Soul Icon Aretha Franklin Dies at Age 76

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Aretha Franklin—the Queen of Soul and first woman to be inducted into the Rock and Roll Hall of Fame, whose songs like “Respect” and “Natural Woman” still move audiences decades after their release—died on Thursday at the age of 76.

Franklin died at her home in Detroit, her representative Gwendolyn Quinn confirmed, according to the Associated Press. She had battled a spate of health problems over the last few years, forcing the cancellation of multiple concerts this year. One of the most iconic musicians of the twentieth century, Franklin said last year that she planned to retire soon from touring.

Born in 1942 in Memphis, Tenn., Franklin’s family eventually relocated to Detroit, where she was raised and learned to sing. When Franklin was 10, her mother died, and a number of women, including the gospel singer Mahalia Jackson helped take care of Franklin and her siblings. It was around this time that Franklin started playing piano, singing and performing gospel songs at her father’s church in Detroit. TIME joined Franklin for a return to the New Bethel Baptist Church in 2016, where she performed a six-minute version of “Rock of Ages,” nearly 70 years after singing there as a young girl.

“You have the ethereal feeling there. It is the house of the Lord,” she told TIME’s Firsts project. “It is the Supreme Being. So there is no greater space to sing in than the church.”

Franklin recorded a gospel album when she was just 14 and four years later signed with Columbia Records, where she produced eight albums and reached international success with hit songs like “Rock-a-Bye Your Baby with a Dixie Melody.” Franklin later moved to Atlantic Records, where the hits started pouring out of her. “Respect,” written by Otis Redding, lit up charts in 1967 and became an anthem. Her hits over the following three years included “Chain of Fools”, “Natural Woman” and “Think.”

Franklin’s contributions to music and pop culture received many honors throughout her life. She won a total of 18 Grammy awards; the first in 1967 for “Respect.” Franklin was later honored with a Grammys Legend Award in 1991 and a Lifetime Achievement Award in 1994. In 2014, Franklin reached a new milestone by becoming the first woman to have her 100th hit on Billboard’s Hot R&B/Hip-Hop Songs Chart with “Rolling in the Deep (The Aretha Version).”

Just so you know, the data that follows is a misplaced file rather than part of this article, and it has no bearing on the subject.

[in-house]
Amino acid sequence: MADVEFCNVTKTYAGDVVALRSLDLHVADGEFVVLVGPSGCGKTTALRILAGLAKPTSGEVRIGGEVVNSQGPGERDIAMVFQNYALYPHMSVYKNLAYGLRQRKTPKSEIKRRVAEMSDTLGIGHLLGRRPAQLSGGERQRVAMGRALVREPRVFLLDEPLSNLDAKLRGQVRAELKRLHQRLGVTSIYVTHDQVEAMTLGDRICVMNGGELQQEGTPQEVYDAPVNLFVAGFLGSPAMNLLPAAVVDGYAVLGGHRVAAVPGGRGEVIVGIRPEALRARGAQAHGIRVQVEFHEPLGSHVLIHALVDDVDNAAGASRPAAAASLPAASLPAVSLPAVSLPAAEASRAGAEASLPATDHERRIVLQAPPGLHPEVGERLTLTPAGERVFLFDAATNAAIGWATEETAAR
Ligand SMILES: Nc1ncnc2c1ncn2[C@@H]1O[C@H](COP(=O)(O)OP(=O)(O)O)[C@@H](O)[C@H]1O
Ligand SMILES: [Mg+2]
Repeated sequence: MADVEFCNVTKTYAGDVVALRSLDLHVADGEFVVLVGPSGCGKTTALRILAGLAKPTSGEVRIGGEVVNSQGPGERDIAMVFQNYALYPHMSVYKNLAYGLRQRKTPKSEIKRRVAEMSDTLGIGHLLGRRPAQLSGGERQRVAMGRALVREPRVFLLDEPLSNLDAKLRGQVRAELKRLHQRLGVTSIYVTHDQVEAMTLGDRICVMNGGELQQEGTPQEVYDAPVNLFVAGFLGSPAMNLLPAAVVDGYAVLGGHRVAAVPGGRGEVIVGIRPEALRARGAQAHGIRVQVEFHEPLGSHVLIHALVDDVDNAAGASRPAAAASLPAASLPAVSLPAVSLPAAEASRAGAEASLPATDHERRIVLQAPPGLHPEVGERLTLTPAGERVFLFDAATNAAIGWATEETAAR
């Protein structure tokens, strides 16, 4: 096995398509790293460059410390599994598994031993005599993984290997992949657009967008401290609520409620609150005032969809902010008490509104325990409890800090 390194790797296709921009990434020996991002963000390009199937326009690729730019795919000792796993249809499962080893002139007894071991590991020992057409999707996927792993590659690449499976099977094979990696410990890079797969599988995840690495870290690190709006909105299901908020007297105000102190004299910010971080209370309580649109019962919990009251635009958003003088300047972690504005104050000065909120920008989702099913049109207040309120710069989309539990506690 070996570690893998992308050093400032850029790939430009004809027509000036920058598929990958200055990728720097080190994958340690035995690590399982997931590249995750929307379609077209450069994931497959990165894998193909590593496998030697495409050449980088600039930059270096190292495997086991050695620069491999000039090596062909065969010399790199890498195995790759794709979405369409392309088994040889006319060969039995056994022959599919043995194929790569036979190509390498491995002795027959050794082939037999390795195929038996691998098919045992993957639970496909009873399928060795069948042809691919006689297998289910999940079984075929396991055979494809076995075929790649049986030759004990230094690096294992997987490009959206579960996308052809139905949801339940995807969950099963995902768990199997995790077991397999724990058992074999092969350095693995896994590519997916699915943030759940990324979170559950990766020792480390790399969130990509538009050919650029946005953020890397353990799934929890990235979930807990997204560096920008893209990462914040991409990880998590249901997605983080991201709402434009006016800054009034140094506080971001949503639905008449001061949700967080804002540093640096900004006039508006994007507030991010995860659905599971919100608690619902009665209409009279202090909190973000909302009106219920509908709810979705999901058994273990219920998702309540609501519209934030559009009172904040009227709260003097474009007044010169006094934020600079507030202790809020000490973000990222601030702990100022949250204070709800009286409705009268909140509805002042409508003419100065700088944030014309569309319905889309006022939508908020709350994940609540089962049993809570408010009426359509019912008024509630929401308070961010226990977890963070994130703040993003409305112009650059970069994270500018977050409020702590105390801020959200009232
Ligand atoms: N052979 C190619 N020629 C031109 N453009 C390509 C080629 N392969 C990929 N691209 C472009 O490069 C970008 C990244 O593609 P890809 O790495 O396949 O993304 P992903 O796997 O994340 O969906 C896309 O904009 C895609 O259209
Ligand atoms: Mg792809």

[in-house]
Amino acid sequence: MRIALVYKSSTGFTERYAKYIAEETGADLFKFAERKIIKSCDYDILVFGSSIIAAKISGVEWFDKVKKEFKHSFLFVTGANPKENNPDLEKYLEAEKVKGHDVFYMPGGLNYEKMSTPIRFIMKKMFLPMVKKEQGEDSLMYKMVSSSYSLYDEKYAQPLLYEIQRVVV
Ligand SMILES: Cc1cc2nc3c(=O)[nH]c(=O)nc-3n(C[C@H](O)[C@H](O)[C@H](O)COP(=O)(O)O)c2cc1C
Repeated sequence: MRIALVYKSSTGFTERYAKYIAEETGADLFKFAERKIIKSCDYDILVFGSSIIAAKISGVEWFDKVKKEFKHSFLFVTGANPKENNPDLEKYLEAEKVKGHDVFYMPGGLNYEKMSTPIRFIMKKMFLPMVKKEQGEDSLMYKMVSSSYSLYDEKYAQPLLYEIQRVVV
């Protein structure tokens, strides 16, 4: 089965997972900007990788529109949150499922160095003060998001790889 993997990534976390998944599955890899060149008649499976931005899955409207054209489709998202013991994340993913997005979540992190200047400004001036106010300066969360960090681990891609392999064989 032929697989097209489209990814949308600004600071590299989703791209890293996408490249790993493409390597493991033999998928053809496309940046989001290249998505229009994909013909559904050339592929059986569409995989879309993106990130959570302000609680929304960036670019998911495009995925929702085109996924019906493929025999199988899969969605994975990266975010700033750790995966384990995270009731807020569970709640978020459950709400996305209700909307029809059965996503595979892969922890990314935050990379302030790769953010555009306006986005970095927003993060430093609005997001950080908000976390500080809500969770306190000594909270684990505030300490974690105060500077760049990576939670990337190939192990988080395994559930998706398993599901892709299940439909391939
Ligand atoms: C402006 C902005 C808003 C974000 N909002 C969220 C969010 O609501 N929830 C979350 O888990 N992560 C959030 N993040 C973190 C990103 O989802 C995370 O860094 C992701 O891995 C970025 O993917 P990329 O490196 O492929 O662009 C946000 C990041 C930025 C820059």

Aretha Franklin sings at the inauguration of President Barack Obama in Washington, D.C. on Jan. 20, 2009.
Aretha Franklin sings at the inauguration of President Barack Obama in Washington, D.C. on Jan. 20, 2009.Damon Winter—The New York Times/Redux

In a career spanning more than 50 years, Franklin’s performances marked certain pivotal moments in U.S. history. A longtime family friend of Martin Luther King Jr., she sang “Precious Lord” at the civil rights leader’s memorial service. She performed “America (My Country ‘Tis of Thee)” at former President Barack Obama’s inauguration. And she brought Obama (and much of the audience) to tears six years later when she surprised Kennedy Center honoree Carole King with “Natural Woman” in 2015 — a rendition that memorably ended with a belting Franklin tossing her fur coat to the stage.

Aretha Franklin performs in New York
Singer Aretha Franklin performs during a concert at Madison Square Garden on June 28, 1968 in New York City, New York. (Photo by Walter Iooss Jr./Getty Images)Walter Iooss Jr—Getty Images

Franklin appeared on the cover of TIME in 1968, with a story that commended the “fierce, gritty conviction” of her voice.

“She flexes her rich, cutting voice like a whip; she lashes her listeners —in her words—’to the bone, for deepness,'” TIME noted at the time. “She does not seem to be performing so much as bearing witness to a reality so simple and compelling that she could not possibly fake it.”

The first woman inducted into the Rock and Roll Hall of Fame in 1987, Franklin was featured among 46 women glass ceiling-breakers in TIME’S Firsts project.

“I didn’t think my songs would become anthems for women,” she told TIME for the project. “But I’m delighted.”

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